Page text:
U.S. Custom House - a Two Time Award Winner
GSA’s U.S. Custom House restoration project in Portland, Maine, received the 2014 Award for Excellence in Historic Preservation by the Greater Portland Landmarks (GPL) and the statewide Historic Preservation Honor Award for Restoration by Maine Preservation.
GPL praised the project team for their ideal demonstration of how historic preservation and environmentally sustainable practices can be integrated to enhance building performance. Criteria included preservation excellence in saving the buildings, landscapes, interiors and design details that define Greater Portland's historic character. Maine Preservation applauded the team's leadership in historic rehabilitation and craft.
In addition to being fully restored and 30% more energy efficient, this once single tenant building now houses multiple federal agencies, including the Department of Homeland Security, Department of Labor, Federal Mediation and Conciliation Service, National Oceanic and Atmospheric Administration and GSA.
Listed on National Register of Historic Places, the Custom House was constructed between 1867-1872. Designed in a richly articulated style combining Second Empire and Revival, it’s no surprise that it stands out as one of Portland’s best public buildings. Located near the waterfront, it was built to accommodate the city's growing customs business, which, by 1866, was collecting $900,000 annually in customs duties - making Portland one of the most significant seaports in the country.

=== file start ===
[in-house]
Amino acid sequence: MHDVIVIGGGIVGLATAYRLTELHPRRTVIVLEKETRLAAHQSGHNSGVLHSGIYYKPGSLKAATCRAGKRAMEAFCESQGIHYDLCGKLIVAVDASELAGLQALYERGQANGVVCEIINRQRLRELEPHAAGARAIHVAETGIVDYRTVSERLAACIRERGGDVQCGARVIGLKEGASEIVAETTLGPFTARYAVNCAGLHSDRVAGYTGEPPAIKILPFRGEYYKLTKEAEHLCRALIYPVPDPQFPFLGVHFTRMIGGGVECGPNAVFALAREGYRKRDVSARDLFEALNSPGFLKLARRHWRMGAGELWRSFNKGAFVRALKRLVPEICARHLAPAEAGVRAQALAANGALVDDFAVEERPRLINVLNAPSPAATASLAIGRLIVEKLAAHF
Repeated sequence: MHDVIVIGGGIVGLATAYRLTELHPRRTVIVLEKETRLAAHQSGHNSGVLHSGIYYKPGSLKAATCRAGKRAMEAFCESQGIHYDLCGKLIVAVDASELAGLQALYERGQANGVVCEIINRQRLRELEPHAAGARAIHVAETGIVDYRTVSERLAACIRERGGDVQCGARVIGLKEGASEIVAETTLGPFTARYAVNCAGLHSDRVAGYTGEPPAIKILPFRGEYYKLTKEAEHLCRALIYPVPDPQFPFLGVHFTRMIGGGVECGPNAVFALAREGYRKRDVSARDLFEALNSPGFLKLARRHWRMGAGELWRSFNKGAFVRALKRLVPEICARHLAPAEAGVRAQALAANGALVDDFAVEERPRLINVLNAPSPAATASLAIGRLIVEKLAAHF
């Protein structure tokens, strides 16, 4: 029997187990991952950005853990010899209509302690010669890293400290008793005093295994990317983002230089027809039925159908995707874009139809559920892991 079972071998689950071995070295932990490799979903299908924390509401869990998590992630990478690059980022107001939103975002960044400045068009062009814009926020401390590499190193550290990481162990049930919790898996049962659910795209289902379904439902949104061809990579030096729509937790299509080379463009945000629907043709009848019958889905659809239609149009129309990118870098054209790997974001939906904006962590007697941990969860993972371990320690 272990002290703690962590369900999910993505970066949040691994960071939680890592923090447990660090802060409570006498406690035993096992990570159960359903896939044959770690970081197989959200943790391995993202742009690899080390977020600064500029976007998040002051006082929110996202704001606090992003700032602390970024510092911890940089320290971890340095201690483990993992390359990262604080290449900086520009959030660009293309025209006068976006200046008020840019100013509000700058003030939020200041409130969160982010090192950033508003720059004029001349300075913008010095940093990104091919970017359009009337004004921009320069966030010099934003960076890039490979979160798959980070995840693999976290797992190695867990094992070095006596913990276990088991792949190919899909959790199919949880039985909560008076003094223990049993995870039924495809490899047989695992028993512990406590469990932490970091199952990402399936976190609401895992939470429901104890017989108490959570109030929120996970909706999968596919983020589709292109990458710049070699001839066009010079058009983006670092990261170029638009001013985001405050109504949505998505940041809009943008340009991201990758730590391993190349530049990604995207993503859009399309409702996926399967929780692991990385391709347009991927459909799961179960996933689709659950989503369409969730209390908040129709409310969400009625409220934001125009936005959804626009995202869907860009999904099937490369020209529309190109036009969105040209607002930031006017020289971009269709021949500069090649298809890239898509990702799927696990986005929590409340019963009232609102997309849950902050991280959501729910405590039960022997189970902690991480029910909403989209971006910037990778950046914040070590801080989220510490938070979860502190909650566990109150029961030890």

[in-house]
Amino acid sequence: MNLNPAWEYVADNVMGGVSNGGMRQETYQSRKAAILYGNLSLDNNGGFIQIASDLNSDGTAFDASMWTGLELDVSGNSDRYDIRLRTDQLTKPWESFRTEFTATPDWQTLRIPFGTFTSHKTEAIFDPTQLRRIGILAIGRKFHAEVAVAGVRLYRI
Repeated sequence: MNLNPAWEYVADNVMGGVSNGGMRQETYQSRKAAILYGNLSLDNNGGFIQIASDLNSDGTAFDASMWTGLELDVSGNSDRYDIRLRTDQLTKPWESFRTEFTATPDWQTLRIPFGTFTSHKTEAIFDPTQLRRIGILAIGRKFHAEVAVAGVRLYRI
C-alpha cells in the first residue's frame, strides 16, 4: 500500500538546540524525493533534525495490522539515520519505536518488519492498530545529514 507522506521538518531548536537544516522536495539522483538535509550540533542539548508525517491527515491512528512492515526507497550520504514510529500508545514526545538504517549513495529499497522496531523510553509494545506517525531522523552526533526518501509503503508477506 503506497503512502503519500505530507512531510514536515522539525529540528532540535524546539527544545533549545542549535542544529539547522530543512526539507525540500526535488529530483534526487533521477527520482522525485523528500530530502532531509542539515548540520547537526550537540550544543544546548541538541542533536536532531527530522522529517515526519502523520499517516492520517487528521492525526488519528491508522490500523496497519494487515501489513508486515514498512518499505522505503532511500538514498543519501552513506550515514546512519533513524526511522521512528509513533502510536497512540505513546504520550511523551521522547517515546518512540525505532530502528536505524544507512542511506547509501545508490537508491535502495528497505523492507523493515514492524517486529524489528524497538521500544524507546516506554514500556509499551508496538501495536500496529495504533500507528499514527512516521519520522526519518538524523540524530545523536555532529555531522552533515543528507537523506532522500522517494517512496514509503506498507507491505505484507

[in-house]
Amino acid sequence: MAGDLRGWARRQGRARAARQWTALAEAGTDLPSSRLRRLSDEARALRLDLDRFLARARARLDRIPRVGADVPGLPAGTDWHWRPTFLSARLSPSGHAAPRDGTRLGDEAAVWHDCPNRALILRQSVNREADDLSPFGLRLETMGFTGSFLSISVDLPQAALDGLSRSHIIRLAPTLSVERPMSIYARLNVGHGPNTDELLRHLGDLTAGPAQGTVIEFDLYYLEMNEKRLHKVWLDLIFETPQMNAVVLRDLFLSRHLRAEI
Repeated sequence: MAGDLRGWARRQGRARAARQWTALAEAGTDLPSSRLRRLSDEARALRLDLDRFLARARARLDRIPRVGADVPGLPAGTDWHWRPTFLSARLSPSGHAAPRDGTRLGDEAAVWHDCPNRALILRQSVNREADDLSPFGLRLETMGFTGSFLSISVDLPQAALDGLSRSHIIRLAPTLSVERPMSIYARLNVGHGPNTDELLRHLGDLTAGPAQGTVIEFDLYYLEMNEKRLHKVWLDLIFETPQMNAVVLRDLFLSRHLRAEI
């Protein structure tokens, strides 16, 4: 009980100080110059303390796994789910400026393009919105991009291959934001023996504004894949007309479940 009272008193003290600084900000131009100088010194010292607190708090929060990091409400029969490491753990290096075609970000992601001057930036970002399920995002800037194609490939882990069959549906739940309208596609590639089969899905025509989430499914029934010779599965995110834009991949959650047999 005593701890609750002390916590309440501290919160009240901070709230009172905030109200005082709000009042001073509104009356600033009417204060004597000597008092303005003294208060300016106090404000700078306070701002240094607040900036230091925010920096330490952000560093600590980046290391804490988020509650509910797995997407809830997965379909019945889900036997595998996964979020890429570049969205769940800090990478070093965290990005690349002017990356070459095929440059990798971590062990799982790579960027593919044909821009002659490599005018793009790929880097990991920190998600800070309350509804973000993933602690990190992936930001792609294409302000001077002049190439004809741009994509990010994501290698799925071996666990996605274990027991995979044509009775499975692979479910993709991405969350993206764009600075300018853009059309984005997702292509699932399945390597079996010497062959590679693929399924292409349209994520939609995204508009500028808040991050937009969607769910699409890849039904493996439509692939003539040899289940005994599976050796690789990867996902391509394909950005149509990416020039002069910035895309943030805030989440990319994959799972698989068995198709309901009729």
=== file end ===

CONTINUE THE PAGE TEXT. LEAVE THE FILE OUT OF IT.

The preservation of this highly significant building was threatened by interior and exterior deterioration, including roof, windows, granite, decorative plaster and walnut woodwork. The damage was also undermining the building’s energy performance.
In 2010, GSA began a 3-year restoration and repair project. The architect, general contractor and subcontractors, as well as all materials used are from Maine.
Thanks to the work of many, the U.S. Custom House now stands proudly as it did generations ago, uses less energy and is home to new tenants.
Detail of staircase - photos courtesy CCB, Inc.